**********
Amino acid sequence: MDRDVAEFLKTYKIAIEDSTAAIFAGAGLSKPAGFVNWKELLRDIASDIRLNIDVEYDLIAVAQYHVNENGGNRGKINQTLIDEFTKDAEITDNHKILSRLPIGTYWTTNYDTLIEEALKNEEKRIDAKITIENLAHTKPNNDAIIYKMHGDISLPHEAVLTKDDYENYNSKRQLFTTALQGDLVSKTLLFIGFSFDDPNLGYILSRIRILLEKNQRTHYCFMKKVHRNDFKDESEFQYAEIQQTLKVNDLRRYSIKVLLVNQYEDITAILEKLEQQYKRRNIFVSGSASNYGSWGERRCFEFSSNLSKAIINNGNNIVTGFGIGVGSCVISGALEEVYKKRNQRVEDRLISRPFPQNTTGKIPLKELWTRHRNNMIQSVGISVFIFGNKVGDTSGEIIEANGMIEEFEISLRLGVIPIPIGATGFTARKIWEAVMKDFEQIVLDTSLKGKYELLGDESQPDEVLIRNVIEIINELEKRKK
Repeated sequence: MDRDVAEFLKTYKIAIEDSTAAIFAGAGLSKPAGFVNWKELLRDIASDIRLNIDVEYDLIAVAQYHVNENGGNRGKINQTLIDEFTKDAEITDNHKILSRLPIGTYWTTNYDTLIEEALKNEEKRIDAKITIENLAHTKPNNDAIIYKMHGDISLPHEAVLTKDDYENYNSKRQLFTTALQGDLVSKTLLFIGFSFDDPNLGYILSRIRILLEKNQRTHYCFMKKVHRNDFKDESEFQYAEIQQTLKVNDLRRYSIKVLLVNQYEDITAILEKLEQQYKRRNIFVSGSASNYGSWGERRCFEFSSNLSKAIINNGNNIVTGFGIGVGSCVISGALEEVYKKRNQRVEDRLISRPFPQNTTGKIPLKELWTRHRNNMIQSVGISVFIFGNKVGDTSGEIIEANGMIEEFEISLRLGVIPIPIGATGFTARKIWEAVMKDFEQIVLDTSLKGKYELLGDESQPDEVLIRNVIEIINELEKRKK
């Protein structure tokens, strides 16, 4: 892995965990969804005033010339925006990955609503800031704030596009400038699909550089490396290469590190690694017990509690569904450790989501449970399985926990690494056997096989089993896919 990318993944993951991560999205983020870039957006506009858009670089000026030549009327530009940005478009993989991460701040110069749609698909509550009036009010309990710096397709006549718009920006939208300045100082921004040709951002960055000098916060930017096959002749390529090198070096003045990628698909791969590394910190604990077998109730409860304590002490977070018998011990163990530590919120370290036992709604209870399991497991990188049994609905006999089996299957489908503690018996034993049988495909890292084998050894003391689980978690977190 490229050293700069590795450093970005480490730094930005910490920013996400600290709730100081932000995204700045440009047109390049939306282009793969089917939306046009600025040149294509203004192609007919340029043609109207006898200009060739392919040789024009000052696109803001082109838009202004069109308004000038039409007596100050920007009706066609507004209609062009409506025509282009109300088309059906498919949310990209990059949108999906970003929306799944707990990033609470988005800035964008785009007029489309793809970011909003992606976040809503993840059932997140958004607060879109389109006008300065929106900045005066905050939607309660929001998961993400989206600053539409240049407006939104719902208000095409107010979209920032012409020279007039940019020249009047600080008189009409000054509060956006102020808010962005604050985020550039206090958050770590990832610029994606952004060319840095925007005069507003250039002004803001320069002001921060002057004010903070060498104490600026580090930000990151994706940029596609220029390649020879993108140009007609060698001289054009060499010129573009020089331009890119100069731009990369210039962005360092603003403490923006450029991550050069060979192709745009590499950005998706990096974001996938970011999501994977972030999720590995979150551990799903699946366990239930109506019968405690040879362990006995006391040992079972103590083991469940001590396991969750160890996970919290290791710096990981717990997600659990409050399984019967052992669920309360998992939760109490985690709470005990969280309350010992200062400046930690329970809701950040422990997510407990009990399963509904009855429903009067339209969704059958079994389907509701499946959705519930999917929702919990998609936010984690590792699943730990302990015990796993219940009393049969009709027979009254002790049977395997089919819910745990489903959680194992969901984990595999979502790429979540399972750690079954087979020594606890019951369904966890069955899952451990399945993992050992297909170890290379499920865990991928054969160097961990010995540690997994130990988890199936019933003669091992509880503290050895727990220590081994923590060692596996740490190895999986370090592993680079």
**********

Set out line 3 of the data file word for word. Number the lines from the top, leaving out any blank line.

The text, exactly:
């Protein structure tokens, strides 16, 4: 892995965990969804005033010339925006990955609503800031704030596009400038699909550089490396290469590190690694017990509690569904450790989501449970399985926990690494056997096989089993896919 990318993944993951991560999205983020870039957006506009858009670089000026030549009327530009940005478009993989991460701040110069749609698909509550009036009010309990710096397709006549718009920006939208300045100082921004040709951002960055000098916060930017096959002749390529090198070096003045990628698909791969590394910190604990077998109730409860304590002490977070018998011990163990530590919120370290036992709604209870399991497991990188049994609905006999089996299957489908503690018996034993049988495909890292084998050894003391689980978690977190 490229050293700069590795450093970005480490730094930005910490920013996400600290709730100081932000995204700045440009047109390049939306282009793969089917939306046009600025040149294509203004192609007919340029043609109207006898200009060739392919040789024009000052696109803001082109838009202004069109308004000038039409007596100050920007009706066609507004209609062009409506025509282009109300088309059906498919949310990209990059949108999906970003929306799944707990990033609470988005800035964008785009007029489309793809970011909003992606976040809503993840059932997140958004607060879109389109006008300065929106900045005066905050939607309660929001998961993400989206600053539409240049407006939104719902208000095409107010979209920032012409020279007039940019020249009047600080008189009409000054509060956006102020808010962005604050985020550039206090958050770590990832610029994606952004060319840095925007005069507003250039002004803001320069002001921060002057004010903070060498104490600026580090930000990151994706940029596609220029390649020879993108140009007609060698001289054009060499010129573009020089331009890119100069731009990369210039962005360092603003403490923006450029991550050069060979192709745009590499950005998706990096974001996938970011999501994977972030999720590995979150551990799903699946366990239930109506019968405690040879362990006995006391040992079972103590083991469940001590396991969750160890996970919290290791710096990981717990997600659990409050399984019967052992669920309360998992939760109490985690709470005990969280309350010992200062400046930690329970809701950040422990997510407990009990399963509904009855429903009067339209969704059958079994389907509701499946959705519930999917929702919990998609936010984690590792699943730990302990015990796993219940009393049969009709027979009254002790049977395997089919819910745990489903959680194992969901984990595999979502790429979540399972750690079954087979020594606890019951369904966890069955899952451990399945993992050992297909170890290379499920865990991928054969160097961990010995540690997994130990988890199936019933003669091992509880503290050895727990220590081994923590060692596996740490190895999986370090592993680079």